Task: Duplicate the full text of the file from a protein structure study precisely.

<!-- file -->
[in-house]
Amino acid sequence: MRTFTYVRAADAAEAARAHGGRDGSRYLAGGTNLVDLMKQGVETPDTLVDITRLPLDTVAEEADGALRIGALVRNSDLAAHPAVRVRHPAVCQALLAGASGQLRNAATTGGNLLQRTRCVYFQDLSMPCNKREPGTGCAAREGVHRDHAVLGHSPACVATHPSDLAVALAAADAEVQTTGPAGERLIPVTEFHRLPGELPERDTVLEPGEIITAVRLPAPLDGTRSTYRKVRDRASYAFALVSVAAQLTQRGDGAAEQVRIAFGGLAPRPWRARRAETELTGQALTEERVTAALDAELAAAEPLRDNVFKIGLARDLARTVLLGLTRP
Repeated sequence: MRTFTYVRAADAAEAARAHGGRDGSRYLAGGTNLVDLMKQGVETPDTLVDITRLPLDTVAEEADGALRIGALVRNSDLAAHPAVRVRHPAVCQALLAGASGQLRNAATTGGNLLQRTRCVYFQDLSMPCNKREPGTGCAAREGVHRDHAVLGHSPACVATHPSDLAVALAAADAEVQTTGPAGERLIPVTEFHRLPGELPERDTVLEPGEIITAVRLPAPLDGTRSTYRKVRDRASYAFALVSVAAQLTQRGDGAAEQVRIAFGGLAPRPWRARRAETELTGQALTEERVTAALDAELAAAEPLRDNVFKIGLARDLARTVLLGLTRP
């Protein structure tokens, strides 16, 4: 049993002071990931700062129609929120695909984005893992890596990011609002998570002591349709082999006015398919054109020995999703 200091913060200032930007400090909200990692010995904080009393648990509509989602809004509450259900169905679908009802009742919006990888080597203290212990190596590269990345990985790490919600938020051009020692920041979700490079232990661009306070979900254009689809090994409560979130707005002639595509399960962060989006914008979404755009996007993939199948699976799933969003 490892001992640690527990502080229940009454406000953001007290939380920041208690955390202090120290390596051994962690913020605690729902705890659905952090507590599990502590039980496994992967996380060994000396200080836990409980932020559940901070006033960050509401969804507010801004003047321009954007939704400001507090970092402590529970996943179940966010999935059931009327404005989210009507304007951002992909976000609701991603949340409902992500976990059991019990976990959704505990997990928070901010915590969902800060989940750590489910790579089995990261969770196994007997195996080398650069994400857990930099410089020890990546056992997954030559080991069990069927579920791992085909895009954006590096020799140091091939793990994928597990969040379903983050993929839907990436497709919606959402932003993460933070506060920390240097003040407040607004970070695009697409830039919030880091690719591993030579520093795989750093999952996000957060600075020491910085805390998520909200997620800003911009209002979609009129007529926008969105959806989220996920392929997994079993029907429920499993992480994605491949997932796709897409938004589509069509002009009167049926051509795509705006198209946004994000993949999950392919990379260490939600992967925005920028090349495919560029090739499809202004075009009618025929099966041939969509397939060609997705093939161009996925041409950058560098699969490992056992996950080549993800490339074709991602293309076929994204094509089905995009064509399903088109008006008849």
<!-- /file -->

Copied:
[in-house]
Amino acid sequence: MRTFTYVRAADAAEAARAHGGRDGSRYLAGGTNLVDLMKQGVETPDTLVDITRLPLDTVAEEADGALRIGALVRNSDLAAHPAVRVRHPAVCQALLAGASGQLRNAATTGGNLLQRTRCVYFQDLSMPCNKREPGTGCAAREGVHRDHAVLGHSPACVATHPSDLAVALAAADAEVQTTGPAGERLIPVTEFHRLPGELPERDTVLEPGEIITAVRLPAPLDGTRSTYRKVRDRASYAFALVSVAAQLTQRGDGAAEQVRIAFGGLAPRPWRARRAETELTGQALTEERVTAALDAELAAAEPLRDNVFKIGLARDLARTVLLGLTRP
Repeated sequence: MRTFTYVRAADAAEAARAHGGRDGSRYLAGGTNLVDLMKQGVETPDTLVDITRLPLDTVAEEADGALRIGALVRNSDLAAHPAVRVRHPAVCQALLAGASGQLRNAATTGGNLLQRTRCVYFQDLSMPCNKREPGTGCAAREGVHRDHAVLGHSPACVATHPSDLAVALAAADAEVQTTGPAGERLIPVTEFHRLPGELPERDTVLEPGEIITAVRLPAPLDGTRSTYRKVRDRASYAFALVSVAAQLTQRGDGAAEQVRIAFGGLAPRPWRARRAETELTGQALTEERVTAALDAELAAAEPLRDNVFKIGLARDLARTVLLGLTRP
């Protein structure tokens, strides 16, 4: 049993002071990931700062129609929120695909984005893992890596990011609002998570002591349709082999006015398919054109020995999703 200091913060200032930007400090909200990692010995904080009393648990509509989602809004509450259900169905679908009802009742919006990888080597203290212990190596590269990345990985790490919600938020051009020692920041979700490079232990661009306070979900254009689809090994409560979130707005002639595509399960962060989006914008979404755009996007993939199948699976799933969003 490892001992640690527990502080229940009454406000953001007290939380920041208690955390202090120290390596051994962690913020605690729902705890659905952090507590599990502590039980496994992967996380060994000396200080836990409980932020559940901070006033960050509401969804507010801004003047321009954007939704400001507090970092402590529970996943179940966010999935059931009327404005989210009507304007951002992909976000609701991603949340409902992500976990059991019990976990959704505990997990928070901010915590969902800060989940750590489910790579089995990261969770196994007997195996080398650069994400857990930099410089020890990546056992997954030559080991069990069927579920791992085909895009954006590096020799140091091939793990994928597990969040379903983050993929839907990436497709919606959402932003993460933070506060920390240097003040407040607004970070695009697409830039919030880091690719591993030579520093795989750093999952996000957060600075020491910085805390998520909200997620800003911009209002979609009129007529926008969105959806989220996920392929997994079993029907429920499993992480994605491949997932796709897409938004589509069509002009009167049926051509795509705006198209946004994000993949999950392919990379260490939600992967925005920028090349495919560029090739499809202004075009009618025929099966041939969509397939060609997705093939161009996925041409950058560098699969490992056992996950080549993800490339074709991602293309076929994204094509089905995009064509399903088109008006008849």